Inner Door
The one part of the Solar Photon which is mesh is the inner door; there’s no proper fabric flap in addition to the mesh, and so all of your heat leaks out and the wind certainly whips in.

Solar Photon 2 original door - a bit too meshy. © Haydn Williams 2016
Solar Photon 2 original door – a bit too meshy. © Haydn Williams 2016

I wanted a solution which didn’t involve any permanent change to the tent – I’m not a big fan of stitching to tent fabric, and I don’t want to put off potential buyers if I end up selling the tent again for any reason. I therefore used some yellow ripstop nylon from ProFabrics, with a combination of clips and magnets for fastening. This is the end result:
Solar Photon 2 new door from outside. © Haydn Williams 2016
Solar Photon 2 new door from outside. © Haydn Williams 2016

Solar Photon 2 new door from inside. © Haydn Williams 2016
Solar Photon 2 new door from inside. © Haydn Williams 2016

The left-hand side of the original mesh door doesn’t open, so that side of my door is attached with plastic clips to the three original clips which hold the inner on to the pole (the bottom one is clipped to the tape loop which leads to the pole eye).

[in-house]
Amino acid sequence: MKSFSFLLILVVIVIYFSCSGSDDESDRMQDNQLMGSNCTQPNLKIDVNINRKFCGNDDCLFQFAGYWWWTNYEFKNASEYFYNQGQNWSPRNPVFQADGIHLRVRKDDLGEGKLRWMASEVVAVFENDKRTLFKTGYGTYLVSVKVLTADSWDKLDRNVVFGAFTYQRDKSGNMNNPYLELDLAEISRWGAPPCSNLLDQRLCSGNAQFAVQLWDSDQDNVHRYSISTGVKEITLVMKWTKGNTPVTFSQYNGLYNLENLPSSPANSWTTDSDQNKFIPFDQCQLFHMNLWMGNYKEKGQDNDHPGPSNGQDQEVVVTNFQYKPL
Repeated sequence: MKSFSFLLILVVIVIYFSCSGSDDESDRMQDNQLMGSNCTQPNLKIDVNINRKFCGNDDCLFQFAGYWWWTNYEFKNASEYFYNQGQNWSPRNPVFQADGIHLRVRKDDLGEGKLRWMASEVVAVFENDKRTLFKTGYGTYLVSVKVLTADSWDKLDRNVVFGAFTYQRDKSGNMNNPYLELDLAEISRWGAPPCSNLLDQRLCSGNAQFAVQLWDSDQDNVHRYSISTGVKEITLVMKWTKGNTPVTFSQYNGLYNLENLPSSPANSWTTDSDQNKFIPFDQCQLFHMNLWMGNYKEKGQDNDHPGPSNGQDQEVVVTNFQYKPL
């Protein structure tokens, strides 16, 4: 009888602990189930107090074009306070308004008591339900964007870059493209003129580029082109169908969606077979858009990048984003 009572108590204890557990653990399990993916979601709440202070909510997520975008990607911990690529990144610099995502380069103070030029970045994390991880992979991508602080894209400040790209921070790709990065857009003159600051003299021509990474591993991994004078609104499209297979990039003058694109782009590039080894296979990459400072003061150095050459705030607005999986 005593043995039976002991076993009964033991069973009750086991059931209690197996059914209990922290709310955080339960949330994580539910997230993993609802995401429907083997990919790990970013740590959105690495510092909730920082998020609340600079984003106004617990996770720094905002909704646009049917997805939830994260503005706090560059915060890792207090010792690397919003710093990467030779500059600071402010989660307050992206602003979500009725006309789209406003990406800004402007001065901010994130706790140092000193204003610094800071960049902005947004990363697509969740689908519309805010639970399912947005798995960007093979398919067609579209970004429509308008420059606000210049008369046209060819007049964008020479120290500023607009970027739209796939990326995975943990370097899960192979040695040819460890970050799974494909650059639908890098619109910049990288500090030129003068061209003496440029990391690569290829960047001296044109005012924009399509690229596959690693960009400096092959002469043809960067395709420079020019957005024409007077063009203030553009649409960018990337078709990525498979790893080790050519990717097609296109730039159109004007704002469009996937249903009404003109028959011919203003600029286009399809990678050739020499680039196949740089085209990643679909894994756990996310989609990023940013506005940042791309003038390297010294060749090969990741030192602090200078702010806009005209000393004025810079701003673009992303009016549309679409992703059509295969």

Left-hand side - clips to existing pole hook. © Haydn Williams 2016
Left-hand side – clips to existing pole hook. © Haydn Williams 2016

The right-hand side has magnets on tape, threaded through the existing tape. The opposing magnets are stitched onto the edge of the new door.

Right-hand side: magnet on tape through existing tape, ready to attach to door. © Haydn Williams 2016
Right-hand side: magnet on tape through existing tape, ready to attach to door. © Haydn Williams 2016

Right-hand side: new door attached to magnet. © Haydn Williams 2016
Right-hand side: new door attached to magnet. © Haydn Williams 2016

The magnets are fairly weak jewellery magnets, but the strength is just about perfect. This setup means that I can just pull the door open for access, but it’s very low-hassle when I need to close it again. Obviously the clips on the left-hand side prevent the whole thing being inadvertently ripped off, which would be possible if it was magnets all-round. I was also pleased to find that unclipping the top gives me a nice ‘venting’ option: